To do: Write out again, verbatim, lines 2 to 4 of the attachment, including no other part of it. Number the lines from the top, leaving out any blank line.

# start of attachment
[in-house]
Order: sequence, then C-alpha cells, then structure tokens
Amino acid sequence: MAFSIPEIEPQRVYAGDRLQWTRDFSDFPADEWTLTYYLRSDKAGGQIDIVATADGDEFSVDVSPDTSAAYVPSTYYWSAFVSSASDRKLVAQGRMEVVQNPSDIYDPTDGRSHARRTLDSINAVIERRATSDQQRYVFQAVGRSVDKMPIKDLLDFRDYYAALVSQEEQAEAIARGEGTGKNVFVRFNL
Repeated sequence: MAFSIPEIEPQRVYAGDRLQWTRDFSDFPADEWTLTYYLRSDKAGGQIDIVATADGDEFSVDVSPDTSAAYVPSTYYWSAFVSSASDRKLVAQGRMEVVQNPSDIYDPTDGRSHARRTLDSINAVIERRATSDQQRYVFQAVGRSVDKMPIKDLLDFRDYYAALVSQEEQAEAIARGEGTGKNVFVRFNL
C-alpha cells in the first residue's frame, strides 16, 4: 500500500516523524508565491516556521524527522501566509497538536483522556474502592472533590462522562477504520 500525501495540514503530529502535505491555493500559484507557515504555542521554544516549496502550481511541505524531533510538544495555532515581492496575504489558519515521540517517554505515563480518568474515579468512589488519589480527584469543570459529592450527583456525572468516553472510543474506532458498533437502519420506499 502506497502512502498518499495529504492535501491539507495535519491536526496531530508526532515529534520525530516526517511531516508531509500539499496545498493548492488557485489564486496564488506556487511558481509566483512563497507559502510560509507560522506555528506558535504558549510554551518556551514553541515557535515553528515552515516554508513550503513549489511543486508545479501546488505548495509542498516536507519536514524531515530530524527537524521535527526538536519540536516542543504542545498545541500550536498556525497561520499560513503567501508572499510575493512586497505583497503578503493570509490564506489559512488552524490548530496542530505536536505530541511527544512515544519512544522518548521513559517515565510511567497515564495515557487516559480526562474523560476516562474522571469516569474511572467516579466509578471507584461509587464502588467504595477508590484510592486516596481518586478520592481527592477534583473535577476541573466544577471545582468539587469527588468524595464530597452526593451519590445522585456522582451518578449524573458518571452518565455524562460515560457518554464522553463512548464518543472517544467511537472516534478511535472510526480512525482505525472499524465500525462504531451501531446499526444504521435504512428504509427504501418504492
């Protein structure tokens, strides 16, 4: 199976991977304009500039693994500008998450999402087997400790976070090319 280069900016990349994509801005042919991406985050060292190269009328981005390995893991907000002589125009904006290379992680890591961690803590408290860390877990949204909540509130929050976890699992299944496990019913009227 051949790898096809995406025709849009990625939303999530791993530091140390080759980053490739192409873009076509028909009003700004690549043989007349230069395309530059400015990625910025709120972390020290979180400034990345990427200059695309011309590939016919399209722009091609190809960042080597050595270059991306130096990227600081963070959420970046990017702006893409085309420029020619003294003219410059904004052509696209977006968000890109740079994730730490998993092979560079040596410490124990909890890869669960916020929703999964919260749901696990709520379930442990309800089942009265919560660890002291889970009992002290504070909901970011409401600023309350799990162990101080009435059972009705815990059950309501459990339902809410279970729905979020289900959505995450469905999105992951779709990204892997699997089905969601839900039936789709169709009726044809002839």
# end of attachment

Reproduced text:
Order: sequence, then C-alpha cells, then structure tokens
Amino acid sequence: MAFSIPEIEPQRVYAGDRLQWTRDFSDFPADEWTLTYYLRSDKAGGQIDIVATADGDEFSVDVSPDTSAAYVPSTYYWSAFVSSASDRKLVAQGRMEVVQNPSDIYDPTDGRSHARRTLDSINAVIERRATSDQQRYVFQAVGRSVDKMPIKDLLDFRDYYAALVSQEEQAEAIARGEGTGKNVFVRFNL
Repeated sequence: MAFSIPEIEPQRVYAGDRLQWTRDFSDFPADEWTLTYYLRSDKAGGQIDIVATADGDEFSVDVSPDTSAAYVPSTYYWSAFVSSASDRKLVAQGRMEVVQNPSDIYDPTDGRSHARRTLDSINAVIERRATSDQQRYVFQAVGRSVDKMPIKDLLDFRDYYAALVSQEEQAEAIARGEGTGKNVFVRFNL